What are Cabinet Committees? What are its role and features? What are its advantages and criticism? To answer all these questions, read further.
A Cabinet committee is a collection of ministers that has the authority to make decisions that are binding on all other ministries and departments.
The prime minister can create groups of three to eight ministers to thoroughly investigate policy issues to lighten the burden of the cabinet. These organizations are referred to as “cabinet committees”.
At present there are 8 Cabinet Committees:
- Cabinet Committee on Political Affairs.
- Cabinet Committee on Economic Affairs.
- Appointments Committee of the Cabinet.
- Cabinet Committee on Security.
- Cabinet Committee on Parliamentary Affairs.
- Cabinet Committee on Accommodation.
- Cabinet Committee on Investment and Growth.
- Cabinet Committee on Employment and Skill Development.
The President shall set rules for the more convenient transaction of the Gol’s business and the distribution among them.
According to Ashok Kumar Jain vs. PIO (Ministry of Power), which addresses decision confidentiality, the decisions of the Cabinet Committee on Economic Affairs fall under Section 8 (1) (1).
According to the 2018 decision Kalpana Mehta v. Union of India, “Parliamentary Standing Committee Report or any Parliamentary Committee Report can be taken judicial notice of and regarded as acceptable in evidence, but it cannot be impeached, attacked, or have its validity questioned.”
Role of Cabinet Committees:
Cabinet Committees serve as an organizing tool to ease the Cabinet’s heavy burden.
They make effective coordination and in-depth analysis of policy concerns possible.
They are founded on the ideas of efficient delegation and labor division.
They make judgments as well as handle problems and formulate ideas for the Cabinet’s consideration. Of course, the Cabinet has the right to evaluate these choices.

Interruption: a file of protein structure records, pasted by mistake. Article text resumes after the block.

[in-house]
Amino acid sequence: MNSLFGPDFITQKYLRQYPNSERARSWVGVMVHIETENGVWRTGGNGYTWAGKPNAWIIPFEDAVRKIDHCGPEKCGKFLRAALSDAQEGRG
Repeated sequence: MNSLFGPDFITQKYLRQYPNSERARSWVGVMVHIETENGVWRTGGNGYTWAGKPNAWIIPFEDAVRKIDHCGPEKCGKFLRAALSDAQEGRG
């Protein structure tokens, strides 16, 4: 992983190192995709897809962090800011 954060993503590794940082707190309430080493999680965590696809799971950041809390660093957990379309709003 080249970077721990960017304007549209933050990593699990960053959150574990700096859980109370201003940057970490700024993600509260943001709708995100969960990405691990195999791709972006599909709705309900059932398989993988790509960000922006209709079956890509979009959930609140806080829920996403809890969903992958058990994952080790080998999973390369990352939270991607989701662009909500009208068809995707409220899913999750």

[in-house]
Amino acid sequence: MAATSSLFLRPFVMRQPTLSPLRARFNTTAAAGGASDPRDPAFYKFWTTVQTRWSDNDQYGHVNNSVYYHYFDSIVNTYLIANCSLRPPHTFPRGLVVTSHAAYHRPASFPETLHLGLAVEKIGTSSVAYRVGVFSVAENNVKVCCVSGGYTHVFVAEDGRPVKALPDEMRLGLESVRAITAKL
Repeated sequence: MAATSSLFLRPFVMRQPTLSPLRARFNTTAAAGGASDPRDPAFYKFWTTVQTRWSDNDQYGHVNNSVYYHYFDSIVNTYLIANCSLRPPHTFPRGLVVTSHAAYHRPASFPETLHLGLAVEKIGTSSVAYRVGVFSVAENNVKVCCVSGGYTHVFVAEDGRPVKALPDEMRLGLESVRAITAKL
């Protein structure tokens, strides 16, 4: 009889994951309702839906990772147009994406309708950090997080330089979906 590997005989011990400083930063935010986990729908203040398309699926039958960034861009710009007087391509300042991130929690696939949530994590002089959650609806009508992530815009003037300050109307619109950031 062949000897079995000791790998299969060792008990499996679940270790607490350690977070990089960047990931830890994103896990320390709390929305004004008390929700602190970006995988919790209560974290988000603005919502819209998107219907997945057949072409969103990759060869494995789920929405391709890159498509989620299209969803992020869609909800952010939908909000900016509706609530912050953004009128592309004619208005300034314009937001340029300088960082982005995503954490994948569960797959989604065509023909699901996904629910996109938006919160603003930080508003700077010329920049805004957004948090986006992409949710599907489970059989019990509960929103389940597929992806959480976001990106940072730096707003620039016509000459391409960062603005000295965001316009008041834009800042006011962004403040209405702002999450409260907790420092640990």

Features of the Cabinet Committees:
- Institutional measures like the Cabinet Committee are in place to lighten the strain on the Cabinet.
- They are Extra-Constitutional in emergence, meaning they are not listed in the constitution. The Rules of Business call for their establishment.
- The Constitution’s Article 77(3), which provides that the President “shall make regulations for the more convenient conduct of the business of the Government of India, and the allocation among Ministers of said business,” gives rise to these provisions.
- They come in two forms:
- The Prime Minister appoints members to the Cabinet’s Standing Committees and specifies their specific responsibilities. He has the authority to change the number of committees (E.g. added two committees in 2019). Because of this, their number, nomenclature, and makeup change with time.
- They can have three to eight members. Typically, they are limited to Cabinet Ministers. Though non-cabinet Ministers are not excluded from membership.
- The 1961 Government of India Transaction of Business Rules governs how Indian executives conduct business.
- They comprise senior Ministers in addition to the Ministers in charge of the relevant subjects.
- The Prime Minister always serves as the committee’s chair when he is a member of it.
- The Home Minister or the Finance Minister frequently serves as the chairman of other Cabinet committees.
- They make judgments in addition to resolving problems and developing ideas for the Cabinet’s consideration. The Cabinet can, however, reconsider its choices.
Advantages of Cabinet Committees:
- They are a method of organization to lessen the heavy workload of the Cabinet. They support effective decision-making.
- In-depth policy analysis and efficient coordination are made possible. The specialist’s opinions can be consulted while formulating policies.
- They support the concept of collective responsibility by preserving it. And the government’s stance is reflected in its decisions.